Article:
Automatic & Manual Cascading Rows
Inpatient nurses have a lot of competing responsibilities during the course of a shift, one of which is accurate documentation. Even though this is a critical task it can be time consuming and tedious. Finding efficiencies can help the inpatient nurse focus more of their time on patient care and less on process and documentation. Documenting in flowsheets is a major part of an inpatient nurse’s responsibilities and one area where we can gain some efficiency. Cascading rows is a feature that is designed to make documentation in flowsheets easier and faster by adding additional relevant rows to a flowsheet for further documentation.
Many Epic users and administrators are aware of the workflow for documenting within defined limits (WDL) or exemptions / not within defined limits (X), which prompts the addition of cascading rows to the flowsheet for further documentation. Did you know that these rows can be configured to cascade automatically or manually (user-prompted) based on the needs of your end users? A single parent row can even be configured to add rows automatically and to prompt the end user to choose more rows from the Cascading Groups/Rows window.
Automatic Cascading Rows
These are the most common cascading rows and are prompted by the end user documenting that a particular system is not within defined limits or by documenting a value that requires additional information. This is a very efficient way of adding rows to the flowsheet, however, not all of the rows added are always needed.
User-Prompted Cascading Rows
Rather than have the cascading rows automatically added to the flowsheet, the system can be configured to allow the end user to choose which rows they need for further documentation. When configured in this manner the system will present the end user with the Cascading Groups/Rows window when they document that a particular system is not within defined limits. From this window, the end user can select the most appropriate rows from a list of suggested group and rows, which can be expanded and collapsed to better manage the list.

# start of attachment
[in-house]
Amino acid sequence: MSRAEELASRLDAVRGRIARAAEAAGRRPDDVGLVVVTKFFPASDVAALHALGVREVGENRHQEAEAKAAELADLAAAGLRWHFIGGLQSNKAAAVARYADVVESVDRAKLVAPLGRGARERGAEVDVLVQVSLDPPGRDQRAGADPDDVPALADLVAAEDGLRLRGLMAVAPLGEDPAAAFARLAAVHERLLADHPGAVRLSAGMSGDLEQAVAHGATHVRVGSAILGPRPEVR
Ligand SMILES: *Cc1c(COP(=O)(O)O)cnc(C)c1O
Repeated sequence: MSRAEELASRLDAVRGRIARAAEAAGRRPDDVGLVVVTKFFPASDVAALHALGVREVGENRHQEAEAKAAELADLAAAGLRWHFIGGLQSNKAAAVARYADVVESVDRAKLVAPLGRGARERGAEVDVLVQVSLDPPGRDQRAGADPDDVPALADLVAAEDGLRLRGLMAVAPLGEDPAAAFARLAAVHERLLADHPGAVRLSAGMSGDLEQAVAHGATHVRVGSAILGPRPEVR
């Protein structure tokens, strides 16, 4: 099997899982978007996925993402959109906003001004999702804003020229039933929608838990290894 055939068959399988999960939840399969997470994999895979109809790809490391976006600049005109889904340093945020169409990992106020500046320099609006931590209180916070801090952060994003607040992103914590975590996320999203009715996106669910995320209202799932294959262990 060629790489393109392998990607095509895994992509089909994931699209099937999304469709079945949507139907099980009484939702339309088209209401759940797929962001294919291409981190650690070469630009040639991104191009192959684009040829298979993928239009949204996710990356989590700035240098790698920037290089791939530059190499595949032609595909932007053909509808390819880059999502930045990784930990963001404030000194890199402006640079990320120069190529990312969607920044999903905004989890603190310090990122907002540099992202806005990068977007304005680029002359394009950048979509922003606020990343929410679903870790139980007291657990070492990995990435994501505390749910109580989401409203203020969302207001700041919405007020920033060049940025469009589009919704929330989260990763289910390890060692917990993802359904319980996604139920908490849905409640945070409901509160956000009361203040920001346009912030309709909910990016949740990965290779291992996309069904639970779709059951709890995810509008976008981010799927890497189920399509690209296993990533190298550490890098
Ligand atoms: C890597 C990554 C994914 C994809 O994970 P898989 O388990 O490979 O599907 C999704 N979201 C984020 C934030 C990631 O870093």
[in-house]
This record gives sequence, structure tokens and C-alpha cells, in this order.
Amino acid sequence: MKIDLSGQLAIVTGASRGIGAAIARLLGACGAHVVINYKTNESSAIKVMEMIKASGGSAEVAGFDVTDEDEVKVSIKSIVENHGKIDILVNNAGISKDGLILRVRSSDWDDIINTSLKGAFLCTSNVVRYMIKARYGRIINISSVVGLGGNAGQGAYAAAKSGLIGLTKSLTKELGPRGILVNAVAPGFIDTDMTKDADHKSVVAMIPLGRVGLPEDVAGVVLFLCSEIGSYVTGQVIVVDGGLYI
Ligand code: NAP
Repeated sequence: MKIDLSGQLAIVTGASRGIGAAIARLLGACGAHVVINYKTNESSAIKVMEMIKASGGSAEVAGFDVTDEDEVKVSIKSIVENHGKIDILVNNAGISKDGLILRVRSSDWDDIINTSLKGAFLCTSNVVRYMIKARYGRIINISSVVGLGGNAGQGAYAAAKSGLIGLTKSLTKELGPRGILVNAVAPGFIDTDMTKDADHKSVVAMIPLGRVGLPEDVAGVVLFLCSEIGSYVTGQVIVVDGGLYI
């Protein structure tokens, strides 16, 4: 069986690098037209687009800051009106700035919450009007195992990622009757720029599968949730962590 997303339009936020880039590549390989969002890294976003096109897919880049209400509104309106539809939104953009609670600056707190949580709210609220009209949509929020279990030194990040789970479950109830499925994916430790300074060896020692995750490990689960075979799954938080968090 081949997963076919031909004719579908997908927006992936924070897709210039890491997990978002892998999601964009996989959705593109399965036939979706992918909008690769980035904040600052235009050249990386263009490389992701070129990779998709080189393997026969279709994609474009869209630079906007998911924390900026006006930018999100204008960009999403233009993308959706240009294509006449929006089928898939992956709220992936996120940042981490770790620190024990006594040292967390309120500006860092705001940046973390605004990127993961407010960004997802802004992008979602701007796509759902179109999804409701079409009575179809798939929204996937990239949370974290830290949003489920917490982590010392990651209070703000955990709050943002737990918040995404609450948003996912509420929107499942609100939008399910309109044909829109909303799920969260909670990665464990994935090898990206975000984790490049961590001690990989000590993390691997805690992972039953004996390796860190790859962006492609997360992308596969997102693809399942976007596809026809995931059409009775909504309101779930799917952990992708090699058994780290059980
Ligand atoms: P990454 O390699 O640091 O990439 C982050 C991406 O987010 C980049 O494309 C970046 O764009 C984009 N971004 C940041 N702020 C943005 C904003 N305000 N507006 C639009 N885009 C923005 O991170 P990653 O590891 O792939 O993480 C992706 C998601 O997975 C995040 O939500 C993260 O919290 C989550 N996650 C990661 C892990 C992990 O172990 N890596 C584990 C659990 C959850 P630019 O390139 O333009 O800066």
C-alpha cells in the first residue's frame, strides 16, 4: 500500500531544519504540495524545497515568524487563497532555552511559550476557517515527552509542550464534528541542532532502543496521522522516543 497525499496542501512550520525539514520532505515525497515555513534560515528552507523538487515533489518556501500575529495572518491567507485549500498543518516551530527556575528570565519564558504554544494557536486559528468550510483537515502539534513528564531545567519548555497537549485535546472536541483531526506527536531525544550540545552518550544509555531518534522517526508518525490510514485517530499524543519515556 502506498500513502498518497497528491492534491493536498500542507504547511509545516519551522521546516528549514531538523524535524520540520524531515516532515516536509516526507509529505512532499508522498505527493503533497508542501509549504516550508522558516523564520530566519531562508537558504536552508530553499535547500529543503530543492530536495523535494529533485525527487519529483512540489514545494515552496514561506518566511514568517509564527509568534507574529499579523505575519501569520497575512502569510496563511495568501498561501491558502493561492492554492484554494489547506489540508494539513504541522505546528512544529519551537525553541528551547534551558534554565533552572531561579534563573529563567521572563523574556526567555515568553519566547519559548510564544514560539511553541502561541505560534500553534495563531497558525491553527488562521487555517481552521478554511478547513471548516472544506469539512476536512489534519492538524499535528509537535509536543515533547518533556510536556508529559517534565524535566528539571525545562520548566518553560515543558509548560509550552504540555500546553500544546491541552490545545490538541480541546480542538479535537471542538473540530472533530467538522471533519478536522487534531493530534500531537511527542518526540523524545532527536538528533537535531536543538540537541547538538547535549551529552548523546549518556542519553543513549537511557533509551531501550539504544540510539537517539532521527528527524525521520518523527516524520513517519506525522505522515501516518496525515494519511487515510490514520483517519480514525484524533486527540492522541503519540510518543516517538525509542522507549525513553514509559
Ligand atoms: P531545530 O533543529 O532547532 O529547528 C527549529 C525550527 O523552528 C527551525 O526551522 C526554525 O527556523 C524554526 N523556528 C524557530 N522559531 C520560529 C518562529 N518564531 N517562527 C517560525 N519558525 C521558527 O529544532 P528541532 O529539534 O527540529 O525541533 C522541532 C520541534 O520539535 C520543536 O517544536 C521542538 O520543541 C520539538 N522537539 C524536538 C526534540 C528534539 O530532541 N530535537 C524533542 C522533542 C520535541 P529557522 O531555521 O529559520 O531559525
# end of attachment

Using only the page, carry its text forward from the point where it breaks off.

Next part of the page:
From within the Cascading Groups/Rows window, select the groups or rows that need to be documented from the left side of the window and click Add. The selected rows now appear on the right side of the window. After all the needed rows or groups have been moved to the right side of the window, click Accept to add them to the flowsheet. If rows or groups have been moved to the right side of the window and need to be removed, this can be done by selecting the Remove button. From the flowsheet the end user can go back to the Cascading Groups/Rows window by selecting the cascading flowsheet icon on the relevant row. The Cascading Groups/Rows window appears to each user automatically every eight hours by default if an X has been documented. This time interval can be adjusted via a setting in the flowsheet template record.
Now that you know flowsheet rows can be configured to cascade automatically or manually, consider the following questions to help determine which method of cascading rows is most appropriate. What types of information are most often documented? What information is necessary and what is conditional? Who uses this flowsheet? Where and when are they documenting in the flowsheet?
Items that consistently need further documentation should be set to cascade automatically, while variable items that need further documentation should be configured to cascade manually giving the end user the ability to select only the rows needed. You should also be careful about automatically cascading large groups of rows at once. This can overwhelm the end user by cluttering up the screen with unnecessary rows, making navigation of the flowsheet difficult. You should use the User-Prompted Cascading Rows configuration when a large amount of rows or groups is possible.